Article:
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World Autism Acceptance Week

What does showing our true colours look like to an Autistic individual? This is a question often on my lips. There is almost a learned response in most environments, certainly that I know very well how to portray. But sometimes, it takes so much energy to hold certain cards back off the table so to speak, and sides of our personality are exposed and it can have a hugely adverse effect on the person.

I have been in situations before where I am afraid to let people see the whole authentic Sam. This is because, as I referred to at the beginning, I want people to maintain a positive outlook on me as an individual, and don’t want to exert behaviour patterns or thoughts that would divert away from that.

The colour I would describe myself as is blue. A lot of people do not perhaps see blue in the most positive light. This could be due to specific days such as “Blue Monday” which I don’t personally think too much about, because it doesn’t have to be that specific day of the week that could make you feel the sort of emotions associated with “Blue Monday.” And of course, if someone is feeling “blue”, this means in the true definition of mental health terms, someone is not feeling happy. But I find a completely different way of defining what it means to be “blue”. And how my Autism overlaps with other elements of neurodiversity, why not throw a bit of green in there for good measure.

That would create the colour of cyan, if you were to mix them together. But blue is definitely the more dominant side of me. I would therefore describe myself as an accurate individual, someone who plans things carefully, someone who expects a lot of himself and someone who has an analytical mindset. The mixture of green would include the fact that I love familiarity, and I feel like I am a stable individual. Or as much as I can possibly be, even when going through a challenge. I try not to let myself get phased or overwhelmed, as it could take a long time for me to get back to any essence of normality. Feeling grounded is very important to me. The sort of analogy I could use which would be the complete opposite of me feeling grounded, would be when I went on a fairground ride called City Hopper. Never again… never again! It was such a turbulent ride. And when it went in reverse and all the hissing of the machine in order to operate it, it was incredibly overwhelming. This is the feeling after taking a risk, which left me feeling way too stimulated. It was possibly the first ever time I could describe how being too overstimulated would feel.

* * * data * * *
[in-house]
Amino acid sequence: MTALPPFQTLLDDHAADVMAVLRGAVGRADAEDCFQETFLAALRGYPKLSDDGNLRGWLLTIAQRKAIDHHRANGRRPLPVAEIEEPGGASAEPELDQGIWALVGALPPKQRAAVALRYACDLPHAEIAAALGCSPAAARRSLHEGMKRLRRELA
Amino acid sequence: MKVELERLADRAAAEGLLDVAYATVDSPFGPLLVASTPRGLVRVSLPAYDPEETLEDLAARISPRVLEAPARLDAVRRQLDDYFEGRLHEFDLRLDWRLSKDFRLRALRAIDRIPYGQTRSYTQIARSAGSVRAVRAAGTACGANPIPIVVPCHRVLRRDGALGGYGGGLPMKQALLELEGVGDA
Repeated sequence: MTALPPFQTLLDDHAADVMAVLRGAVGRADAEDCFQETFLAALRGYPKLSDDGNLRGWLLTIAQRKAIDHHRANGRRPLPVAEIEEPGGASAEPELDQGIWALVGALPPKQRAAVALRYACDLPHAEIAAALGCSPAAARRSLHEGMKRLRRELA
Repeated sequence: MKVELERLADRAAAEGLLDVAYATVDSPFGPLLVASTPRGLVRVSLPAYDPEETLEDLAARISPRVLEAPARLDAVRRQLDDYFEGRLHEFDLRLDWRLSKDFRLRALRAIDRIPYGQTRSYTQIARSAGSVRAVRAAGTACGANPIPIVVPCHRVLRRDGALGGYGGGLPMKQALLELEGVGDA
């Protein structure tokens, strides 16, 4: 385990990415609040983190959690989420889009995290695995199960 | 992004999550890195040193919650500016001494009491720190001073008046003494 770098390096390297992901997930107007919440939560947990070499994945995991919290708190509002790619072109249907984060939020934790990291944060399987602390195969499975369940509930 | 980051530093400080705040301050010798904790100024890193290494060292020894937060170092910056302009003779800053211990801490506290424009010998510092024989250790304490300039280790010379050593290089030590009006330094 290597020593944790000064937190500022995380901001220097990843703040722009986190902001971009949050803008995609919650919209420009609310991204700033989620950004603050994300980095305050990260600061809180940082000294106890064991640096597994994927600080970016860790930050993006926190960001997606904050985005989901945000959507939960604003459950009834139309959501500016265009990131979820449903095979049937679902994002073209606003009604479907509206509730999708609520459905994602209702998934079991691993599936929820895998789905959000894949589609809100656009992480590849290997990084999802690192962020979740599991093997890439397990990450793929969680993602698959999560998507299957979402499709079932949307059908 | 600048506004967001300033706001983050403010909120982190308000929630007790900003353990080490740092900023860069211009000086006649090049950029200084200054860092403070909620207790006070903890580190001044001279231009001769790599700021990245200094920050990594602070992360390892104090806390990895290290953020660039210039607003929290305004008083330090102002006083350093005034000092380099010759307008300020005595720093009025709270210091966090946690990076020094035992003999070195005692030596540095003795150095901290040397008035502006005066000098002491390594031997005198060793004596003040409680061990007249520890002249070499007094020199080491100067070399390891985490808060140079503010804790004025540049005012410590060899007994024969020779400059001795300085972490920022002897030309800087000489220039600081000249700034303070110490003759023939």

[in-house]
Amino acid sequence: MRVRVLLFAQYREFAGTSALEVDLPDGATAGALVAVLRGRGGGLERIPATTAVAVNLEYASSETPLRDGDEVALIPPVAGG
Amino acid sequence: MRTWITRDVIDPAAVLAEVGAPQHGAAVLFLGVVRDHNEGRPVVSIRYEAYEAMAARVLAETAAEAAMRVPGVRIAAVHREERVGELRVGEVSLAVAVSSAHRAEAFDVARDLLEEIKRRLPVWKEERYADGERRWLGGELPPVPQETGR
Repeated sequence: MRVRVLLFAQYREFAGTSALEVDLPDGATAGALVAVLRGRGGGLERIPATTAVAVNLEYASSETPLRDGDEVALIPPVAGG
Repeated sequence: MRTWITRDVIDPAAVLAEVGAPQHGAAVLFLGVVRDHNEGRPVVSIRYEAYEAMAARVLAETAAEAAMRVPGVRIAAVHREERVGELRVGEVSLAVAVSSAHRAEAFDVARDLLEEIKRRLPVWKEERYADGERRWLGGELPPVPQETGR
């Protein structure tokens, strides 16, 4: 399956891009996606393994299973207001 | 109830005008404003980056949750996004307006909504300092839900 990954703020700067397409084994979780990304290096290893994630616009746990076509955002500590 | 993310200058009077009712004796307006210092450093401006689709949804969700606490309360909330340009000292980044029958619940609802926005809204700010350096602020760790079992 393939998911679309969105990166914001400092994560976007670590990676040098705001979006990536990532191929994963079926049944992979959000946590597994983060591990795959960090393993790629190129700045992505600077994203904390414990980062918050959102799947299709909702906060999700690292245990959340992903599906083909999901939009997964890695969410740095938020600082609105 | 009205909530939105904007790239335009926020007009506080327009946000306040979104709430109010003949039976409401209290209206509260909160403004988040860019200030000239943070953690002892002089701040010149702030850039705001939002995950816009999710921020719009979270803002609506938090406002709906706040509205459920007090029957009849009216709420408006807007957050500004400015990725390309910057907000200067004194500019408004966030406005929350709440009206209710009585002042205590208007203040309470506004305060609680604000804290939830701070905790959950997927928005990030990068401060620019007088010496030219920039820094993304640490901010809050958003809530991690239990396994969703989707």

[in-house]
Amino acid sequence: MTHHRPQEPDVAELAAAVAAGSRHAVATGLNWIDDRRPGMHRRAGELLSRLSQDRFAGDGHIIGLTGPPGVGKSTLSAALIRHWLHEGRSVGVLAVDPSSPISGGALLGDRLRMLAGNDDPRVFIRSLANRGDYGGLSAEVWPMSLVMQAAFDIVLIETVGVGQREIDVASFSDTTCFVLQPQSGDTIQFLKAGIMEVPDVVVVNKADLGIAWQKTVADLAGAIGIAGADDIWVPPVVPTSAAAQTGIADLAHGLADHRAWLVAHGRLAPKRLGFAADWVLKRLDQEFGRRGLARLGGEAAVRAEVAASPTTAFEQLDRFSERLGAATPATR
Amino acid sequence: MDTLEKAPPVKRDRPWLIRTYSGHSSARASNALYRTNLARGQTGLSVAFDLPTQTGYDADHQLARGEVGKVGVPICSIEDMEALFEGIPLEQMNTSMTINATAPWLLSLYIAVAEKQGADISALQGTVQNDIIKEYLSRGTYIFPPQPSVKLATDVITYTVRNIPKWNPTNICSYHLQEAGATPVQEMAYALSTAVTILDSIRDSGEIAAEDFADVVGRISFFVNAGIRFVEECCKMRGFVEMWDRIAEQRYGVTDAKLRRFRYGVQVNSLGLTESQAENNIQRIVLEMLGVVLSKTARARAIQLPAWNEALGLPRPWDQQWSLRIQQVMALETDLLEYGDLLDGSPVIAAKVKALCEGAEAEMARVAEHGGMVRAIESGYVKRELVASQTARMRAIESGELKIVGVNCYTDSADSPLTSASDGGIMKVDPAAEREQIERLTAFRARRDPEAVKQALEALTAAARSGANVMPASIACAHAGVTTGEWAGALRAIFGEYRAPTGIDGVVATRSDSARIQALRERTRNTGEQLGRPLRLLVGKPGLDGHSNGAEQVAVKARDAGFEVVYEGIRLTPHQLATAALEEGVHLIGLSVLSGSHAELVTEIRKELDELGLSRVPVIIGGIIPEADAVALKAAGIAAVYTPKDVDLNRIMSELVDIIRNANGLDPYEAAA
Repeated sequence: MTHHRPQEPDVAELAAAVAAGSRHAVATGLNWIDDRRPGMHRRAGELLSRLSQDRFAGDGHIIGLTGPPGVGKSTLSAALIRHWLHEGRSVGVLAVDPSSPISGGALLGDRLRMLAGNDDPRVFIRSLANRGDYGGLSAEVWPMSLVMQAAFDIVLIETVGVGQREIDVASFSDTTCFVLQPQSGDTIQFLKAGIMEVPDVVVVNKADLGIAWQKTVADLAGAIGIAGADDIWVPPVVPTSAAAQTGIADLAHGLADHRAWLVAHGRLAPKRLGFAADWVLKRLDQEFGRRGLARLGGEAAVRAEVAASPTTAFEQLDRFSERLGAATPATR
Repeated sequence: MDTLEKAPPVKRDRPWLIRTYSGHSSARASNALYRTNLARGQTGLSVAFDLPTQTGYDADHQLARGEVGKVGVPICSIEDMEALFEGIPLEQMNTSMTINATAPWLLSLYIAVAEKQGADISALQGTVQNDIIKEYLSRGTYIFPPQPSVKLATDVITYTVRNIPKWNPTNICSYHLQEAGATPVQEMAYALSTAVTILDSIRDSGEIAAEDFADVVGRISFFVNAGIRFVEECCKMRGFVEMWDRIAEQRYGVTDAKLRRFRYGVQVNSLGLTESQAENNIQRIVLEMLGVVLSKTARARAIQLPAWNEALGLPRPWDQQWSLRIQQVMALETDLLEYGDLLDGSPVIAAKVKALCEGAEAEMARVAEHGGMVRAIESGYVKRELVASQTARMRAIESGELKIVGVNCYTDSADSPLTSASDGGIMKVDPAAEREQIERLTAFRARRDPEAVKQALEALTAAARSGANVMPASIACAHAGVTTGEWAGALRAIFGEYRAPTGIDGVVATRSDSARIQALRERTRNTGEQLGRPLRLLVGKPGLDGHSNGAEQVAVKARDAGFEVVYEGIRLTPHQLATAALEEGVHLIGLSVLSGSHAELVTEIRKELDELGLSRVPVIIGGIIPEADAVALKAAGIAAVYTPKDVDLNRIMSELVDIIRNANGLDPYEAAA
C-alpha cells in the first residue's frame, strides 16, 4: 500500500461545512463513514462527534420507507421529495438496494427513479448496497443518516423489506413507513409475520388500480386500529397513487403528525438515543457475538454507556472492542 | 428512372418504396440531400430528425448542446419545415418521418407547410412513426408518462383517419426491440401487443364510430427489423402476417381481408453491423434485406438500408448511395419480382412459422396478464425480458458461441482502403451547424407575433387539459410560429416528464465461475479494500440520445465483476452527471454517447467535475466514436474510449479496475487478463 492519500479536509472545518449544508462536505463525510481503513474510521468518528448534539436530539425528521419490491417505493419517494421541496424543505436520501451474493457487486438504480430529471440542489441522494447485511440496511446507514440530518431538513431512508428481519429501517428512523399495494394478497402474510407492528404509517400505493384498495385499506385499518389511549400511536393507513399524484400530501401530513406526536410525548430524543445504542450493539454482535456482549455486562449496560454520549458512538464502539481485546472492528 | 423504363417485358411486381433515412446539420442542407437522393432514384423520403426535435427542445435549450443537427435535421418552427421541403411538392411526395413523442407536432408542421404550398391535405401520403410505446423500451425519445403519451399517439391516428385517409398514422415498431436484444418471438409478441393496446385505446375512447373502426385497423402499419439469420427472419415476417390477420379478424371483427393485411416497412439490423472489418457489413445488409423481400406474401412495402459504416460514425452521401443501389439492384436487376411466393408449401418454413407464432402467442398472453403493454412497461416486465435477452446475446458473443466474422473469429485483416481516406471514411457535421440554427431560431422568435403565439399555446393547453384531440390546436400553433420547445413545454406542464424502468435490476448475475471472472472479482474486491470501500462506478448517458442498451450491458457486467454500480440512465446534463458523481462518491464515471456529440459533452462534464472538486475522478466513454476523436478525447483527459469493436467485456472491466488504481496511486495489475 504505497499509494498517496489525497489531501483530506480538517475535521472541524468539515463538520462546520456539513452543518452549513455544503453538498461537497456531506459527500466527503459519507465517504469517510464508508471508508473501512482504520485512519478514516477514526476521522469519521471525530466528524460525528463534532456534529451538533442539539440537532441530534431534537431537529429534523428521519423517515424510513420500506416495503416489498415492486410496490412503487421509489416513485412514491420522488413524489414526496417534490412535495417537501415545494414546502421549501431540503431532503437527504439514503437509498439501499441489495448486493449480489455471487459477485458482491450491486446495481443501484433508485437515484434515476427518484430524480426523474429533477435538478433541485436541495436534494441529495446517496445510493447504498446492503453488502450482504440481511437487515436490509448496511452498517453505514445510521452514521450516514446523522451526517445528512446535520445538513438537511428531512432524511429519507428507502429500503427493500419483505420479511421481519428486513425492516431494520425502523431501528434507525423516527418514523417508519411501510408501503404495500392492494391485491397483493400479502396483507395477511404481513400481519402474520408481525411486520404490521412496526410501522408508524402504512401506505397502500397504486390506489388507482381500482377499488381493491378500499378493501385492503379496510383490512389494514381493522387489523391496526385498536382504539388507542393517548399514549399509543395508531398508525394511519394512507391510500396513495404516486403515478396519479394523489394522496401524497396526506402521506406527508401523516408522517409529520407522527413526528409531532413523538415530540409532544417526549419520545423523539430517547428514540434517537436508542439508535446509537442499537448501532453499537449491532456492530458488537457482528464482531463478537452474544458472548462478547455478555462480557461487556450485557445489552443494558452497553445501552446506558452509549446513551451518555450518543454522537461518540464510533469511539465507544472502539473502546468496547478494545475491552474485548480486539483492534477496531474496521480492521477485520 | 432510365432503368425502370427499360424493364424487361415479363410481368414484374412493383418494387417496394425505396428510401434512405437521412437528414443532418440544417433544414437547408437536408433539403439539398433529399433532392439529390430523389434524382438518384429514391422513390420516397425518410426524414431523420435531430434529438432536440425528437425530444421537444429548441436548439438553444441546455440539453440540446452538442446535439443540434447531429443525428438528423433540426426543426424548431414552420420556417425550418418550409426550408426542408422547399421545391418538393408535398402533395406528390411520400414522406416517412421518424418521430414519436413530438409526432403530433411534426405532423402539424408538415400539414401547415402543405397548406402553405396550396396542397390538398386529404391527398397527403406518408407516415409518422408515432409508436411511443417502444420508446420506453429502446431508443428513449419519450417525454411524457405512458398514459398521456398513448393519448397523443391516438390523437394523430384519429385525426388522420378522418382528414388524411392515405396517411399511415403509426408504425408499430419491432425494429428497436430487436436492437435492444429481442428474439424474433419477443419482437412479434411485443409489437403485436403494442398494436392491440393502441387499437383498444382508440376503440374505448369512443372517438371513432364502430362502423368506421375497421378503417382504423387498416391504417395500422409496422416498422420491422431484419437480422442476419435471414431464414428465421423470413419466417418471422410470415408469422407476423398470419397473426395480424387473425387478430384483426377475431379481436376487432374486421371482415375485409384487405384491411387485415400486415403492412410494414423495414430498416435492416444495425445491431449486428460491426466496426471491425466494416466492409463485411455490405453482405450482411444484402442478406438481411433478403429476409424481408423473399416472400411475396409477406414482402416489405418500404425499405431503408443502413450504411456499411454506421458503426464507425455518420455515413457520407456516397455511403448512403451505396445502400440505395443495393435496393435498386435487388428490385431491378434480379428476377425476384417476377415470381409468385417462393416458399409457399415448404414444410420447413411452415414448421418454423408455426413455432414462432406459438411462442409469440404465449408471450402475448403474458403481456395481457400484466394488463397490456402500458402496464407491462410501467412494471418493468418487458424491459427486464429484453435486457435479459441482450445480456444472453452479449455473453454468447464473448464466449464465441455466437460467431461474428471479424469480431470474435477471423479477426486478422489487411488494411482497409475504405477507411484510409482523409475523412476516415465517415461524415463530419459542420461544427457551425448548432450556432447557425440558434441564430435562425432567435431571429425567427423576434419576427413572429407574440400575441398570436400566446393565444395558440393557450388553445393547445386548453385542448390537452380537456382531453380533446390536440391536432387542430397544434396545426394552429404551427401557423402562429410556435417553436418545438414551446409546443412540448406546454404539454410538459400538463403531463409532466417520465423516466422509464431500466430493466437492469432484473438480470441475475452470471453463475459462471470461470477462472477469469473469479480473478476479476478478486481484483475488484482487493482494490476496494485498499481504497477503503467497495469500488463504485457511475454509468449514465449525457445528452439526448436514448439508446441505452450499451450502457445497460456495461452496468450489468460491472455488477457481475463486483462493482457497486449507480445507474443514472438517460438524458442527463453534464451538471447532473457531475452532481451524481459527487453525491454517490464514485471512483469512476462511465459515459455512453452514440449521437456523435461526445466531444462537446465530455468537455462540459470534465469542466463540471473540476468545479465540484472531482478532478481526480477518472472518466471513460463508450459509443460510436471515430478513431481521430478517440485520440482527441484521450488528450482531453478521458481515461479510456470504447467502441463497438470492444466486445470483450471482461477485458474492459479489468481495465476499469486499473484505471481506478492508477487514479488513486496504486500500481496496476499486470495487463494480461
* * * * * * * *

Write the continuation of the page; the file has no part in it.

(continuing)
What you could say, is that I am the colour of the sea. Very blue, a bit of green, on the edge of turquoise, really. Water puts out fires, which is what I always set out to do metaphorically speaking (I hope I never have to put an actual fire out). Water is what also causes floods. I never deliberately set out to cause a flood, but if I am being totally honest, as a child, I would describe the number of messages I sometimes sent to my peers as a “flood.” This would only be to confirm whether or not someone would want to be in my company, as very often I would be told “yes” and then left disappointed.

But as I referred to the green side of me, this relates to the earth element which allows me to feel grounded and protected, just like a plant connected to its roots. Plants also bloom and become stronger over time. I really feel this and am thrilled to have been given the opportunity to do a presentation to everyone at Enrych about neurodiversity. Finally, it wouldn’t be Autism Acceptance Week without sharing some memories involving my special interests. So here is a photo of myself, at a Nottingham Panthers ice hockey game, with the best mascot in the Elite League… Paws.

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